Exclusion is characterised by the school and Department, as, in essence a voluntary choice open to parents as of right. There would be nothing voluntary about it in our case. I do not accept that if (JR87) were to be excluded that this would represent a truly voluntary parental choice. I say that because (JR87) would only be excluded because the religious education and experiences provided by the school do not comply with her human rights under the European Convention.”

Since the Good Friday Agreement, various governments in the Republic have failed to put in place comparable steps to protect Constitutional and Human Rights of non religious parents in the education system. This is despite the fact that the Courts in the Republic have found that Irish parents have more rights under the Irish Constitution than they do under human rights law.

The Court in Northern Ireland found that:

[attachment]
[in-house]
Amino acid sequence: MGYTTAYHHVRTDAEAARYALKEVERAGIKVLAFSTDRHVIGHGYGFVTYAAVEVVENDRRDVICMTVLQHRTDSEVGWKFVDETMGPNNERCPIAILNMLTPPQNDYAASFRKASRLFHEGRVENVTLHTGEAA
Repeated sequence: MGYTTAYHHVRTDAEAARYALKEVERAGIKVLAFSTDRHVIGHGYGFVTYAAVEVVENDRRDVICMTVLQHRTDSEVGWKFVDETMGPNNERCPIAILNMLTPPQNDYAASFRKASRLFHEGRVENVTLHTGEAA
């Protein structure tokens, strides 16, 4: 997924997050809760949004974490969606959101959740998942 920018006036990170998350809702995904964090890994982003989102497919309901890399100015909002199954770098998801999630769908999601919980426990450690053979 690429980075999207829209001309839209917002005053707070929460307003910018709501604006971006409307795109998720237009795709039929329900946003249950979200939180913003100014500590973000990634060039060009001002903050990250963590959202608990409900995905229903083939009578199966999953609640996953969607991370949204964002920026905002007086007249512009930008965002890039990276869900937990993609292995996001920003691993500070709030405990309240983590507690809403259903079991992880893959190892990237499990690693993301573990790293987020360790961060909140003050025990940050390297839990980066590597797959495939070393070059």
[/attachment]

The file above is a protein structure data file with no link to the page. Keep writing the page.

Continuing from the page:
The court considers that the concerns raised by the parents in relation to exclusion are valid. Whilst an unfettered right to exclusion is available it is not a sufficient answer to the lack of pluralism identified by the court. It runs the risk of placing undue burdens on parents. There is a danger that parents will be deterred from seeking exclusion for a child. Importantly, it also runs the risk of stigmatisation of their children. As Warby J said “the need to withdraw a child would be a manifestation of the lack of pluralism in question.”

[123] The court therefore concludes that the impugned legislation is in breach of both applicants’ rights under Article 2 of the First Protocol ECHR read with Article 9 ECHR. I say both applicants because whilst the case has been considered primarily through the prism of the rights of the parents, it seems to the court that it is arguable when the first sentence of A2P1 is read with Article 9, JR87’s right to education must be in a form which respects her rights to believe or not to believe.”

This Northern Ireland case vindicates what Atheist Ireland has been saying for years. Our education system breaches the rights of minority parents and we simply do not accept the contention that schools are inclusive and promote pluralism. Instead, they undermine it.

You can read the court judgment here.

Image above from Wikipedia under Creative Commons Licence.